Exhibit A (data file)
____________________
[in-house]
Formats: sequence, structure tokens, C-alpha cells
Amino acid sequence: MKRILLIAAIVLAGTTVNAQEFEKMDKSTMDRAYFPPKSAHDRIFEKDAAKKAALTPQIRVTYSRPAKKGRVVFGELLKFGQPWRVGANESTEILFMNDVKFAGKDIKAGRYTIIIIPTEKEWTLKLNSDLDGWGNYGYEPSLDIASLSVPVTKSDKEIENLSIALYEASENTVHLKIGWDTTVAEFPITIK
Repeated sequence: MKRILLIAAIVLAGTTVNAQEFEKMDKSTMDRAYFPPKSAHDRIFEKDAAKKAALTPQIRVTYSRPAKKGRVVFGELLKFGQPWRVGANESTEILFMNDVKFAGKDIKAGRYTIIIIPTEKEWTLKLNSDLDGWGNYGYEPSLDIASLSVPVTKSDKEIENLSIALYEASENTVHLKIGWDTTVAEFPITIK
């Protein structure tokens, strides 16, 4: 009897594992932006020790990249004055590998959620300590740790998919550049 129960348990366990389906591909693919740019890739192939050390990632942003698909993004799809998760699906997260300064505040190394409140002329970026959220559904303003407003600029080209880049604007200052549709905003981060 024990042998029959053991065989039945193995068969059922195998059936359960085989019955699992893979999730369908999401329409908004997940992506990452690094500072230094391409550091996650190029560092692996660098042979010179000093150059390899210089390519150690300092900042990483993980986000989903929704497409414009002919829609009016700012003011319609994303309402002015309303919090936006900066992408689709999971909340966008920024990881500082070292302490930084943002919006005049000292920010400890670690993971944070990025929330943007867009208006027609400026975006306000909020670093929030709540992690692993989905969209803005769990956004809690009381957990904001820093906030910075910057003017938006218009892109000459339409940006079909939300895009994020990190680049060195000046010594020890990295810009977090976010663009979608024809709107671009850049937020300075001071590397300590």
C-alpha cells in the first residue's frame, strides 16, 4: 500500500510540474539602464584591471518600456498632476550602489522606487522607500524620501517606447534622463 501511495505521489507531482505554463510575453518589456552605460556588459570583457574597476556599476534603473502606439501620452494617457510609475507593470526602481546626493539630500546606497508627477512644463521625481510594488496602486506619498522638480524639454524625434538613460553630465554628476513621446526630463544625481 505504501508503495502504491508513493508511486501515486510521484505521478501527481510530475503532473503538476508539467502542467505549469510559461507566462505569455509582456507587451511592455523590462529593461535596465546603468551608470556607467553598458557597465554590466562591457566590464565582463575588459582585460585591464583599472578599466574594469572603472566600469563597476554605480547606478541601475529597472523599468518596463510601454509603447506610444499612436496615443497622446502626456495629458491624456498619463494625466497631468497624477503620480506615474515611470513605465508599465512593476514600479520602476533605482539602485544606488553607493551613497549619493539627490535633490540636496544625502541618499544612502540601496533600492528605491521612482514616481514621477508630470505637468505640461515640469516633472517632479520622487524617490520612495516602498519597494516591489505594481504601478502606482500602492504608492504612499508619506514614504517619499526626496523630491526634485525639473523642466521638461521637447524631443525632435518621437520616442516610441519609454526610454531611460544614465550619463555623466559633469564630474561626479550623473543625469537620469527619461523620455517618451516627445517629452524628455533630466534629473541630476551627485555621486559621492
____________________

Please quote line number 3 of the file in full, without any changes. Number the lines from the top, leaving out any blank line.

Amino acid sequence: MKRILLIAAIVLAGTTVNAQEFEKMDKSTMDRAYFPPKSAHDRIFEKDAAKKAALTPQIRVTYSRPAKKGRVVFGELLKFGQPWRVGANESTEILFMNDVKFAGKDIKAGRYTIIIIPTEKEWTLKLNSDLDGWGNYGYEPSLDIASLSVPVTKSDKEIENLSIALYEASENTVHLKIGWDTTVAEFPITIK